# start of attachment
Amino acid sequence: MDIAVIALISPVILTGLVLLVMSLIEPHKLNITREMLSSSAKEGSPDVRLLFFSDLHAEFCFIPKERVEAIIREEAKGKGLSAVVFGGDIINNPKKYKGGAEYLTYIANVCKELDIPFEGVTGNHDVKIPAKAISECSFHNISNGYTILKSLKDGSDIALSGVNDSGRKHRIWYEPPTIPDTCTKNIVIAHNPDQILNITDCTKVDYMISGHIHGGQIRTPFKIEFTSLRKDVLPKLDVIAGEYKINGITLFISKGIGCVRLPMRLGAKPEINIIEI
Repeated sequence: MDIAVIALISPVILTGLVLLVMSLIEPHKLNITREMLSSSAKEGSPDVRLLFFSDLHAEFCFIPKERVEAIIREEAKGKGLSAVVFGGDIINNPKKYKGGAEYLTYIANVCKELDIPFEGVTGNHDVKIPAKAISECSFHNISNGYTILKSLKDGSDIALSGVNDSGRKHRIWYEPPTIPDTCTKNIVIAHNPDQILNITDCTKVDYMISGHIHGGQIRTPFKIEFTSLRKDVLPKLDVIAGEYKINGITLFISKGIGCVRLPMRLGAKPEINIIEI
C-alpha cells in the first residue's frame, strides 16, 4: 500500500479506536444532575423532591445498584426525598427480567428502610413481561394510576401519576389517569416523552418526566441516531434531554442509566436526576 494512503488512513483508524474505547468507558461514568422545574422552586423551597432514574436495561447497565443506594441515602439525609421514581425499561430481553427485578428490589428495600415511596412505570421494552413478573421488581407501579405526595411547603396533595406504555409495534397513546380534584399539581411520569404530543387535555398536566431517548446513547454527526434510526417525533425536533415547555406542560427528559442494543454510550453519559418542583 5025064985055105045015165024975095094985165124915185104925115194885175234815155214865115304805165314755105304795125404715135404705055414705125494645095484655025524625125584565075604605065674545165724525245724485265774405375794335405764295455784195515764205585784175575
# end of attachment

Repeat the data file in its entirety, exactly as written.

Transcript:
Amino acid sequence: MDIAVIALISPVILTGLVLLVMSLIEPHKLNITREMLSSSAKEGSPDVRLLFFSDLHAEFCFIPKERVEAIIREEAKGKGLSAVVFGGDIINNPKKYKGGAEYLTYIANVCKELDIPFEGVTGNHDVKIPAKAISECSFHNISNGYTILKSLKDGSDIALSGVNDSGRKHRIWYEPPTIPDTCTKNIVIAHNPDQILNITDCTKVDYMISGHIHGGQIRTPFKIEFTSLRKDVLPKLDVIAGEYKINGITLFISKGIGCVRLPMRLGAKPEINIIEI
Repeated sequence: MDIAVIALISPVILTGLVLLVMSLIEPHKLNITREMLSSSAKEGSPDVRLLFFSDLHAEFCFIPKERVEAIIREEAKGKGLSAVVFGGDIINNPKKYKGGAEYLTYIANVCKELDIPFEGVTGNHDVKIPAKAISECSFHNISNGYTILKSLKDGSDIALSGVNDSGRKHRIWYEPPTIPDTCTKNIVIAHNPDQILNITDCTKVDYMISGHIHGGQIRTPFKIEFTSLRKDVLPKLDVIAGEYKINGITLFISKGIGCVRLPMRLGAKPEINIIEI
C-alpha cells in the first residue's frame, strides 16, 4: 500500500479506536444532575423532591445498584426525598427480567428502610413481561394510576401519576389517569416523552418526566441516531434531554442509566436526576 494512503488512513483508524474505547468507558461514568422545574422552586423551597432514574436495561447497565443506594441515602439525609421514581425499561430481553427485578428490589428495600415511596412505570421494552413478573421488581407501579405526595411547603396533595406504555409495534397513546380534584399539581411520569404530543387535555398536566431517548446513547454527526434510526417525533425536533415547555406542560427528559442494543454510550453519559418542583 5025064985055105045015165024975095094985165124915185104925115194885175234815155214865115304805165314755105304795125404715135404705055414705125494645095484655025524625125584565075604605065674545165724525245724485265774405375794335405764295455784195515764205585784175575